Any Jews living in Athens would have spoken Jewish Greek (Yevanic language). Romani would presumably also have been spoken—although speakers of the Agia Varvara variant of Romani, which is famous for having been studied linguistically [A Glossary of Greek Romany As Spoken in Agia Varvara (Athens)], are refugees from Turkey. The Muslims of Athens, I assume, spoke Turkish: I’m not aware of mass conversions of ethnic Greeks to Islam there, as had taken place in Crete.
Of course once Athens became the capital of Greece, both Old Athenian and Arvanitika were wiped out by the influx of speakers of what was to become Modern Standard Greek—a mixture of Peloponnesian and Katharevousa.

What is the most interesting grammar in Lojban?

The harder bits. 🙂 In particular:

* The fine differentiations in aspect and tense, including Lexical aspect (achievement, event, accomplishment, state). Hard to speak, not sure how successfully they’ve been taken up, but fascinating.
* The abstraction particles: Events, Qualities, Quantities, And Other Vague Words: On Lojban Abstraction. Even more fascinating, even harder to speak.
* Raising (linguistics) constructions, and the eye opener of how prevalent they are in natural languages: Events, Qualities, Quantities, And Other Vague Words: On Lojban Abstraction [tu’a, jai]
* The genuinely eccentric 🙂 approach to anaphora
* Like James Wood said, the open-ended case roles/prepositions, and their kaleidoscopic version of case grammar
* The argument structures of compounds (lujvo), which was more case grammar, and which I may have had a role in advocating: seljvajvo – La Lojban
* The text structure markers, which I found neat, at least in writing 🙂 Putting It All Together: Notes on the Structure of Lojban Texts

The attitudinals and tenses, actually, not so much: they were quite attention grabbing, so I didn’t find them as appealing. 🙂

The logical connectives were most useful to me in demonstrating how little  natural language connectives have to do with truth-conditional logic. 🙂 If is seldom translated successfully as ganai.

How did your life change after learning Lojban?

Gave me a podium to be a language pioneer for a little while. I gather I am still revered in some circles as the first fluent speaker. 🙂

Gave me a severe sequence of intellectual challenges at a time when I needed it; helped me sharpen several of my skills, including writing in English. 🙂

Made me a linguist and not just a linguaphile. The emphasis of Lojban on formal semantics (not just formal logic) made me more acutely aware of language structure, and drove me to study it formally—even if what I ended up studying was rather fluffier (a common outcome for those who come to Linguistics from Computer Science).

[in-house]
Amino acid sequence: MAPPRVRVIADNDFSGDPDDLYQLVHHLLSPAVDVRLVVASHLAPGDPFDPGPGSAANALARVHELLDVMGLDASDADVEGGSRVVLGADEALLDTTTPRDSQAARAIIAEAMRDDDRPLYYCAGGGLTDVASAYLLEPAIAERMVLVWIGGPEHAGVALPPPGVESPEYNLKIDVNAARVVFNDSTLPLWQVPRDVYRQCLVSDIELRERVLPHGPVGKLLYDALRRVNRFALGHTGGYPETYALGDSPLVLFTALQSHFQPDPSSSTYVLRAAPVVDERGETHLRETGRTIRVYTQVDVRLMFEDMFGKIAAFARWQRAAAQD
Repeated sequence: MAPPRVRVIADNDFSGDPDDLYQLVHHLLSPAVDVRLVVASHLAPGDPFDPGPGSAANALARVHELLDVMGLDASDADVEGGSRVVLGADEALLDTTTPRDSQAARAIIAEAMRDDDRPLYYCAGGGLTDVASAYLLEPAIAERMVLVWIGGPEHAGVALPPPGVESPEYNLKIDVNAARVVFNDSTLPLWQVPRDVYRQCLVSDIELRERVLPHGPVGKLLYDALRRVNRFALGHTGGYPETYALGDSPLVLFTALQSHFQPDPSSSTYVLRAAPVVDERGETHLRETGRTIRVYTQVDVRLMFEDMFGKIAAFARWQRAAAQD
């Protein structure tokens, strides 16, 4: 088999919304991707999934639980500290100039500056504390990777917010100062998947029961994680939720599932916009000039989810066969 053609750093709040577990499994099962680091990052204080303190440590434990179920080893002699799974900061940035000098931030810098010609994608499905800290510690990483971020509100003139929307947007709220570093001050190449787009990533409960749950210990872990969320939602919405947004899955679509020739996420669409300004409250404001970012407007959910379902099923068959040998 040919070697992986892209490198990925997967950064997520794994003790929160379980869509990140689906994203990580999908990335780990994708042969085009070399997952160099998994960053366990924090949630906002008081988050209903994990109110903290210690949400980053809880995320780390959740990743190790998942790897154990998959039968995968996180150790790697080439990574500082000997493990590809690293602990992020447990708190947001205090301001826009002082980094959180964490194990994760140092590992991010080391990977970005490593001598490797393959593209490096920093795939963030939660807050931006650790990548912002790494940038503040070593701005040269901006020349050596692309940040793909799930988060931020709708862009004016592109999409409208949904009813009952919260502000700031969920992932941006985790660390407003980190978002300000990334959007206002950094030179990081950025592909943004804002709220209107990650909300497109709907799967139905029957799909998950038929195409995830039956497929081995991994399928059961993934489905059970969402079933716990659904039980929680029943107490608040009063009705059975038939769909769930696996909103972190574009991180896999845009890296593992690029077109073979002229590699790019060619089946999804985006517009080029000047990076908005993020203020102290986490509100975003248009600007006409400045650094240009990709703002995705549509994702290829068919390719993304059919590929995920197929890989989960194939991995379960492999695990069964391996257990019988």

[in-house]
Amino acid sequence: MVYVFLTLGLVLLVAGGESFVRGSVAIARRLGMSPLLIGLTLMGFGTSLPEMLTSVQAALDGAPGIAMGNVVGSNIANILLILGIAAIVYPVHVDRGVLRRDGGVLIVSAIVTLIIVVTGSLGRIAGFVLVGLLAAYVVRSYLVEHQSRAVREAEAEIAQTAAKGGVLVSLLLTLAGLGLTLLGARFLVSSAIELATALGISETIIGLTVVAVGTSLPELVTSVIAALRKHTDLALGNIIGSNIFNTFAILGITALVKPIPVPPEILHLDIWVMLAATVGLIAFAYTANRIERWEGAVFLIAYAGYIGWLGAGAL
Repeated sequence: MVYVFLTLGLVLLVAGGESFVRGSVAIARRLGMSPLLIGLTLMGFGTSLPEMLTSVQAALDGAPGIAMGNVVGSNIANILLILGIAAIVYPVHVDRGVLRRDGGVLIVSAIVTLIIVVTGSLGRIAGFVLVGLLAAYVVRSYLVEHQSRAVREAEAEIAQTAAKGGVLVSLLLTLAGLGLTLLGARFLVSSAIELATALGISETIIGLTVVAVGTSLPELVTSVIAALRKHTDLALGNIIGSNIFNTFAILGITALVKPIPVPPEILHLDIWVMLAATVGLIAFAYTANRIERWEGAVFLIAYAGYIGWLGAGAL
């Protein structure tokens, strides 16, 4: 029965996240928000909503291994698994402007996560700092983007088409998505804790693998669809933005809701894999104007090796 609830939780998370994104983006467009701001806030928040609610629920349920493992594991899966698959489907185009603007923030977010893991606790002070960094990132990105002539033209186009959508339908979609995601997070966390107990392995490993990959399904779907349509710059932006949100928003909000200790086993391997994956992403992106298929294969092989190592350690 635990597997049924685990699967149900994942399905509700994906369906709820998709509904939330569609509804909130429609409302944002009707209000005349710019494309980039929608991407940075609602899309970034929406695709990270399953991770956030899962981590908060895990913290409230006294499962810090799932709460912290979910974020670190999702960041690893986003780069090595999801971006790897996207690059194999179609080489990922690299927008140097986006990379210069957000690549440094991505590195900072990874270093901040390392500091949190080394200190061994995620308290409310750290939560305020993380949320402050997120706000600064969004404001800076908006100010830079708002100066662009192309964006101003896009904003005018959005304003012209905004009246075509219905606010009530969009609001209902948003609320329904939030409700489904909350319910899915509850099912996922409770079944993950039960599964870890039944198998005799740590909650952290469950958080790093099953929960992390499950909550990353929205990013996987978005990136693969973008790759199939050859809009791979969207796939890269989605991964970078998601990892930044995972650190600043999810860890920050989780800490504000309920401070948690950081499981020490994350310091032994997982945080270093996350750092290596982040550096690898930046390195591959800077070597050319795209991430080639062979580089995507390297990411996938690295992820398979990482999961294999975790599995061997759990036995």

How do I convert names from English to Lojban?

The rules are here: The Shape Of Words To Come: Lojban Morphology

The summary of the rules are:
* End in a consonant
* Start in a pause or consonant
* Do not include “la”, “lai”, or “doi”, since they are particles introducing names
* Come close to Lojban phonology
* Allow stress not to be on the penult, but indicate it by capitalisation.

Because of the American basis of the Lojban community, you will see djan /dʒan/ more often than djon /dʒon/ for John.

-s is the default final consonant, though some have used other defaults, including -j or -x —because they are less common.

English being schwa-rich, you will see lots of <y> in English names. So Melissa [mɛˈlɪsə] > melisy + s > .melisys. Washington [wɑʃɪŋtən] would be

Are there any short expletives that sound the same in different languages?

Nick Enfield [Page on]  (who I did linguistics with, and boy does he look different twenty years on) just got an Ig Noble [Improbable Research] for claiming the universality of Huh? (The Syllable Everyone Recognizes, Is ‘Huh?’ a universal word?)

Of course the realisation of Huh? does differ by language; in the Mediterranean, for example, it is E? But the general idea is a mid vowel (as close to a schwa as your language allows), with a questioning tone.

I’ll note anecdotally that the Greek for Ouch! is ox! or ax!—but that because of cartoons, Greek kids now spontaneously say ouch! (I heard my young cousins do it twenty years ago.) Even though /tʃ/ is not even a phoneme of standard Greek. So short expletives, discomfitingly, can be borrowed between languages, just as everything else can.